Kidney Cancer (cont.)
In this Article
How is kidney cancer staging determined?
To plan the best treatment, the doctor needs to know the stage (extent) of the disease. The stage is based on the size of the tumor, whether the cancer has spread and, if so, to what parts of the body.
Staging may involve imaging tests such as an ultrasound or a CT scan. The doctor also may use an MRI. For this test, a powerful magnet linked to a computer makes detailed pictures of organs and blood vessels.
Doctors describe kidney cancer by the following stages:
Many people with kidney cancer want to take an active part in making decisions about their medical care. They want to learn all they can about their disease and their treatment choices. However, shock and stress after the diagnosis can make it hard to think of everything they want to ask the doctor. It often helps to make a list of questions before an appointment. To help remember what the doctor says, people may take notes or ask whether they may use a tape recorder. Some also want to have a family member or friend with them when they talk to the doctor-to take part in the discussion, to take notes, or just to listen.
The doctor may refer the patient to a specialist, or the patient may ask for a referral. Specialists who treat kidney cancer include doctors who specialize in diseases of the urinary system (urologists) and doctors who specialize in cancer treatment (medical oncologists and radiation oncologists).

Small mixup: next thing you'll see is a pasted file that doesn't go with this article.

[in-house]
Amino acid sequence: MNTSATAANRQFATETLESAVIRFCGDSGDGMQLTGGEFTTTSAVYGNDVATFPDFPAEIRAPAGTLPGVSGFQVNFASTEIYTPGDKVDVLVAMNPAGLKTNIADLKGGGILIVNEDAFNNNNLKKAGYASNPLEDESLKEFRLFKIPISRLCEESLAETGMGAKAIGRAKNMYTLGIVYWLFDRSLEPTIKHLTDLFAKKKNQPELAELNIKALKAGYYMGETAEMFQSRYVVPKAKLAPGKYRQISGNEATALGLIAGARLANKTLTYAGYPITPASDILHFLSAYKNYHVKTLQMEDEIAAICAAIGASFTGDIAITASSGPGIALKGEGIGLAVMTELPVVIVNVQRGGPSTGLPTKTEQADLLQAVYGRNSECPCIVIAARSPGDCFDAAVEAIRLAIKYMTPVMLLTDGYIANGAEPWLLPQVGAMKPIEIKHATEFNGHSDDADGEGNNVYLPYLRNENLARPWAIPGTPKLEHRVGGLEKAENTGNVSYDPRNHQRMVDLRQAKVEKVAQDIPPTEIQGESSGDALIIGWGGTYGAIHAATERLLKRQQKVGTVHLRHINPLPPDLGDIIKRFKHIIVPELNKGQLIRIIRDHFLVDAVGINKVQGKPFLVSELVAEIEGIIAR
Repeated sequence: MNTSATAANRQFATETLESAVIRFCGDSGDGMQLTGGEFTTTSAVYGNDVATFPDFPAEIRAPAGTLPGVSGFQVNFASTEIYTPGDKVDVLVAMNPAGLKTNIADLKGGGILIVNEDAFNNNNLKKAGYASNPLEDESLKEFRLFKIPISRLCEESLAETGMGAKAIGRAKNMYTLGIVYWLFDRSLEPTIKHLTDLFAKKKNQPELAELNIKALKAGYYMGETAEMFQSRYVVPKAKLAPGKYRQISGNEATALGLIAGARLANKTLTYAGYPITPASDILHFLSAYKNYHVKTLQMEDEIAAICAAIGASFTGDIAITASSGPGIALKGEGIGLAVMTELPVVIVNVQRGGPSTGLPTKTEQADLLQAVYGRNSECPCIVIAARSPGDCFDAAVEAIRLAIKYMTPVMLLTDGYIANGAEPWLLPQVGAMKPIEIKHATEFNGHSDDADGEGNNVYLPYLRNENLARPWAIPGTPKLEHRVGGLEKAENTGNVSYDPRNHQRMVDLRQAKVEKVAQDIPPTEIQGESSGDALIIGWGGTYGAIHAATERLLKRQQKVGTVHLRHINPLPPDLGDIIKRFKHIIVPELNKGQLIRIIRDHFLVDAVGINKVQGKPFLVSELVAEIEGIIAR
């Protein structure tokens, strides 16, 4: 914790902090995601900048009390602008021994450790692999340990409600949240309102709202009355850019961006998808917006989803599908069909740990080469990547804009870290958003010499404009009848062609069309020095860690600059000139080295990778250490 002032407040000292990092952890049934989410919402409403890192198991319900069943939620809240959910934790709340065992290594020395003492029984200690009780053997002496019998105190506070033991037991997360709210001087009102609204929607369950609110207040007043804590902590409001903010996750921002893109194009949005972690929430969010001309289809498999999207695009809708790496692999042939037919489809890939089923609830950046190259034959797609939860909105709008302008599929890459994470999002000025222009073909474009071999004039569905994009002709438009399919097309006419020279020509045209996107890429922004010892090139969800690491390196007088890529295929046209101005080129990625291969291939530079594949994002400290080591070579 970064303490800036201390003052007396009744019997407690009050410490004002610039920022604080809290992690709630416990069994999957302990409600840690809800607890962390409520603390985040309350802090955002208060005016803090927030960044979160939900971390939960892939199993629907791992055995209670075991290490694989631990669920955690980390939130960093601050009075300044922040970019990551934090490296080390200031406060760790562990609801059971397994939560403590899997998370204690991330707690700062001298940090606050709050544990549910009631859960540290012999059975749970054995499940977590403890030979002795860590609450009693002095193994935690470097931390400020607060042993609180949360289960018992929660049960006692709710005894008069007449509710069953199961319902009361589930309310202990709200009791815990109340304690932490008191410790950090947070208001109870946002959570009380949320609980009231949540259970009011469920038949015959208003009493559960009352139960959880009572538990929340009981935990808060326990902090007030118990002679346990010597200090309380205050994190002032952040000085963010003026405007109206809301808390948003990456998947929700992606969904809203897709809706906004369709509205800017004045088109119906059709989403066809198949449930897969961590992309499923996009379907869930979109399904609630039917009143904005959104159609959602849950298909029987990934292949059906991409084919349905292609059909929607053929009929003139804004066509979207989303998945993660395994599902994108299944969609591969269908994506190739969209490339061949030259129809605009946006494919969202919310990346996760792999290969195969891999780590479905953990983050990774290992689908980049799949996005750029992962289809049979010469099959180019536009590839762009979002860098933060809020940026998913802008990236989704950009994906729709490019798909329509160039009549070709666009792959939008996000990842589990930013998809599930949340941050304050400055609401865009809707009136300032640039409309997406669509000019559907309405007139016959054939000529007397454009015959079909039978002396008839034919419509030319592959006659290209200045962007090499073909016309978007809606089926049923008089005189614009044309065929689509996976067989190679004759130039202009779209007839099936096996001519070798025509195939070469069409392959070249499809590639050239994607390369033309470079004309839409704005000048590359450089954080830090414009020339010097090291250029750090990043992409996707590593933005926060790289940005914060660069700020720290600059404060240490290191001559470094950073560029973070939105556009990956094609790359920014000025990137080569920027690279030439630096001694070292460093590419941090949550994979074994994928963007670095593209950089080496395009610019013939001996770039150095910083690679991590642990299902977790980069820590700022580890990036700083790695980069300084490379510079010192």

Getting a second opinion
Before starting treatment, a person with kidney cancer might want a second opinion about the diagnosis and the treatment plan. Some insurance companies require a second opinion; others may cover a second opinion if the patient or doctor requests it. Do not be afraid to request a second opinion. It should not offend your doctor. This is a serious medical condition and a patient may quite understandable wish to get as much information as possible before consenting to treatments.
There are a number of ways to find a doctor for a second opinion:
Preparing for treatment
Treatment depends mainly on the stage of disease and the patient's general health and age. The doctor can describe treatment choices and discuss the expected results. The doctor and patient can work together to develop a treatment plan that fits the patient's needs.
People may want to ask the doctor these questions before treatment begins:
People do not need to ask all their questions or understand all the answers at once. They will have other chances to ask the doctor to explain things that are not clear and to ask for more information.
Medically Reviewed by a Doctor on 3/28/2014
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